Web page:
Solve one step linear equations by balancing using inverse operations

 Solving linear equations is an important and fundamental skill in algebra. In algebra, we are often presented with a problem where the answer is known, but part of the problem is missing. The missing part of the problem is what we seek to find. An example of such a problem is shown below.

Example 1:

4x +16 = – 4

Also Read:

Notice the above problem has a missing part, or unknown, that is marked by x. If we are given that the solution to this equation is -5, it could be plugged into the equation, replacing the x with -5. This is shown in Example 2.

Example 2:

Solve 4x + 16 = -4

Multiply 4( -5)

4( -5) + 16 =-4

Add -20 +16

-20 + 16 =-4

-4 =-4 True!

Now the equation comes out to a true statement! Notice also that if another number, for example, 3, was plugged in, we would not get a true statement as seen in Example 3.

Example 3:

Multiply 4(3)

4(3) + 16 =-4

Add 12 +16

12 +16 =-4

28\neq -4 (False).

Due to the fact that this is not a true statement, this demonstates that 3 is not the solution. However, depending on the complexity of the problem, this “guess and check” method is not very efficient. Thus, we take a more algebraic approach to solving equations. Here we will focus on what are called “one-step equations” or equations that only require one step to solve. While these equations often seem very fundamental, it is important to master the pattern for solving these problems so we can solve more complex problems.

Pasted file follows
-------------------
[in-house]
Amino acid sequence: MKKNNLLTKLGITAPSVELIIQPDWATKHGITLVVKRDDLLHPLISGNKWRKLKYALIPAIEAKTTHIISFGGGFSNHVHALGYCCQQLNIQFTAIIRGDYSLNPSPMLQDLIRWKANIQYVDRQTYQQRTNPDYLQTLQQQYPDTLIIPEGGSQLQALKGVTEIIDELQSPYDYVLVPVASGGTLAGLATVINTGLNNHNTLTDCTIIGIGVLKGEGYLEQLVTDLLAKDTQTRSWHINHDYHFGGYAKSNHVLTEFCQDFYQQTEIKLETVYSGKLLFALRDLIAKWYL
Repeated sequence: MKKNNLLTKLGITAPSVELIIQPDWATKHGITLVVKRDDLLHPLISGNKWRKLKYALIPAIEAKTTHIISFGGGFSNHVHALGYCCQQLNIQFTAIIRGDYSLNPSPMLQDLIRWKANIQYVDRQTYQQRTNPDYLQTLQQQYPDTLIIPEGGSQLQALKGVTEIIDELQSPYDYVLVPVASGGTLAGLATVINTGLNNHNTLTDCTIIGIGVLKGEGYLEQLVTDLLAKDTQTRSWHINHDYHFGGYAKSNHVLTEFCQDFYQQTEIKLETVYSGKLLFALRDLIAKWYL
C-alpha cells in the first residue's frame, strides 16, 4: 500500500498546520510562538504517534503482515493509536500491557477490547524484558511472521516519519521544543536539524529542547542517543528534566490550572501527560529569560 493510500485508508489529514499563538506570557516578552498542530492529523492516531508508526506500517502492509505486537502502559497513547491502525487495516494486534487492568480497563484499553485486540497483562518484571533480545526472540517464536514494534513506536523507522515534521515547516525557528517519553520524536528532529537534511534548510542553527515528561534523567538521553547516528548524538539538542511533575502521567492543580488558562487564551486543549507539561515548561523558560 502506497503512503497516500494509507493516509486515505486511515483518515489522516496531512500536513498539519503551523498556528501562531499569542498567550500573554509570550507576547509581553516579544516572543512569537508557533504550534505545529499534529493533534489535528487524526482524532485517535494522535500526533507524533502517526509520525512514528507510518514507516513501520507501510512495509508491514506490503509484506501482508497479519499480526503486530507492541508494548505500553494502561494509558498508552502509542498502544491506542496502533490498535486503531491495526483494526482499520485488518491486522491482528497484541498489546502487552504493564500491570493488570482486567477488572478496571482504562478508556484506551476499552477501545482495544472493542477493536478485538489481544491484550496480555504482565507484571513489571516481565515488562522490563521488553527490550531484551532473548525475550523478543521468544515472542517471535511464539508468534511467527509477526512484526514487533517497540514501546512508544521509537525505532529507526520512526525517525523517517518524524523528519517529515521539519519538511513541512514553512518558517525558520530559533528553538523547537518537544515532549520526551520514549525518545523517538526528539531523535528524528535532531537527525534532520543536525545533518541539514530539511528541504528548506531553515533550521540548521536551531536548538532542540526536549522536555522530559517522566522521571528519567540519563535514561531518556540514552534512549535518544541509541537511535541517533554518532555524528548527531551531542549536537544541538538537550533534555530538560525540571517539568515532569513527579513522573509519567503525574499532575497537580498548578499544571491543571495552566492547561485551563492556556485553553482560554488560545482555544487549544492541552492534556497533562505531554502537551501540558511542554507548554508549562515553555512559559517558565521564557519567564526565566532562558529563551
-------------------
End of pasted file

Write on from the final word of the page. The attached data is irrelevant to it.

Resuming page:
Addition Problems

To solve equations, the general rule is to do the opposite. For example, consider the following example.

Example 4:

Solve x +7 = -5

Answer:

The 7 is added to the x

x + 7 – 7 = -5 – 7

x = – 12

Then we get our solution, x = – 12. The same process is used in each of the following examples.

Subtraction Problems

In a subtraction problem, we get rid of negative numbers by adding them to both sides of the equation. For example, consider the following example.

Example 5:

x – 5 = 4

The 5 is negative, or subtracted from x

Add 5 to both sides

x – 5 + 5 = 4 + 5

x = 9

Then we get our solution x = 9. The same process is used in each of the following examples. Notice that each time we are getting rid of a negative number by adding.

Multiplication Problems

With a multiplication problem, we get rid of the number by dividing on both sides. For example consider the following example.

Example 6:

4x = 20

Variable is multiplied by 4

Divide both sides by 4

x = 5

Then we get our solution x =5

Division Problems:

In division problems, we get rid of the denominator by multiplying on both sides. For example consider our next example.

\frac{x}{5}=-3

Variable is divided by 5

Multiply both sides by 5

5\frac{x}{5}=-3(5)

x = -15

Then we get our solution x = – 15.

%d bloggers like this: